|Red line is northeastern border of Costilla County|
Matt Hildner of the Pueblo Chieftain reports about how a ranch sawmill hopes to improve the health of forests in rural Colorado. "Overgrown and insect-infested forests aren't unique to the Trinchera Blanca Ranch (Integrated Land Services map), known locally as simply the Trinchera. But its response has been uncommon. Last fall the ranch began seeking state and local approvals for a timber mill that could take wood off its ailing forests. It's currently under construction and slated to open for test runs this fall.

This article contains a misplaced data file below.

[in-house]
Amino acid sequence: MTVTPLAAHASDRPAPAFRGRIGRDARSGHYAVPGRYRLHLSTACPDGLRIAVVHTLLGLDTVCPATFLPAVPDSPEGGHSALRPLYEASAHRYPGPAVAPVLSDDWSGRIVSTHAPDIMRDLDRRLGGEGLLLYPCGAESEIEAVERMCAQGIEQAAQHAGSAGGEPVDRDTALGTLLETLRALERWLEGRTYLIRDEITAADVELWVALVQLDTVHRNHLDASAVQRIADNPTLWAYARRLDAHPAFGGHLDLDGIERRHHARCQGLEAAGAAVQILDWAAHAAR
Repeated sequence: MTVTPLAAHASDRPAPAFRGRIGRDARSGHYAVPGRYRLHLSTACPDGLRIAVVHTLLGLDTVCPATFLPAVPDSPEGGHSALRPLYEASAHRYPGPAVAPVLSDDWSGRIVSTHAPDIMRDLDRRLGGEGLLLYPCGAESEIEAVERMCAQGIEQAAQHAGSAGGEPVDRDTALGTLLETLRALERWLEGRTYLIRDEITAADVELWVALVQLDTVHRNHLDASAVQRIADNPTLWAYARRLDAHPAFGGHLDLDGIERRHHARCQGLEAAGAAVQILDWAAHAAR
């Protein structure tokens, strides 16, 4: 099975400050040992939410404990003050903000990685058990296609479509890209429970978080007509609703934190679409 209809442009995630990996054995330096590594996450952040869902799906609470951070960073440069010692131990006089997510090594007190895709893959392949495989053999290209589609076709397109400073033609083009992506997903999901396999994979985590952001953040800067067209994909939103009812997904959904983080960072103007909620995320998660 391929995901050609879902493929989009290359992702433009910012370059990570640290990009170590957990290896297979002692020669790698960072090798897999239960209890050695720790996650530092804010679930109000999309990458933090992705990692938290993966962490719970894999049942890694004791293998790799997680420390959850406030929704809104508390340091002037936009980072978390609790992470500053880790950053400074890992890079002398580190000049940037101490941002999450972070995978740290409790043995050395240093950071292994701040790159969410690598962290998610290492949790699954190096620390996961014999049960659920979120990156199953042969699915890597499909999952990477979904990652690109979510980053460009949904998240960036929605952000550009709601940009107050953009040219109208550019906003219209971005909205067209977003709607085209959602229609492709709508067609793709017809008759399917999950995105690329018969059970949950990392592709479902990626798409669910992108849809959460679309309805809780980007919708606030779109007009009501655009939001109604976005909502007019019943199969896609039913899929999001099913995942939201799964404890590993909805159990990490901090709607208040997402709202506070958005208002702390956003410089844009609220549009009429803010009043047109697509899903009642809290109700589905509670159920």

In a story on how rural New Mexico towns share water during a drought, J.R. Logan of the Taos News writes, "Most Western states, including New Mexico, have water law founded upon the notion of 'prior appropriation,' legal jargon that loosely translates to 'first come, first served.' Under existing law, each water user is assigned a water right that includes a 'priority date' meant to reflect when water was first put to some kind of use. If your priority date is older than your neighbor's, you get first dibs when there’s not enough to go around―even if that means leaving your neighbor dry. It’s an antagonistic system that pits water users against one another."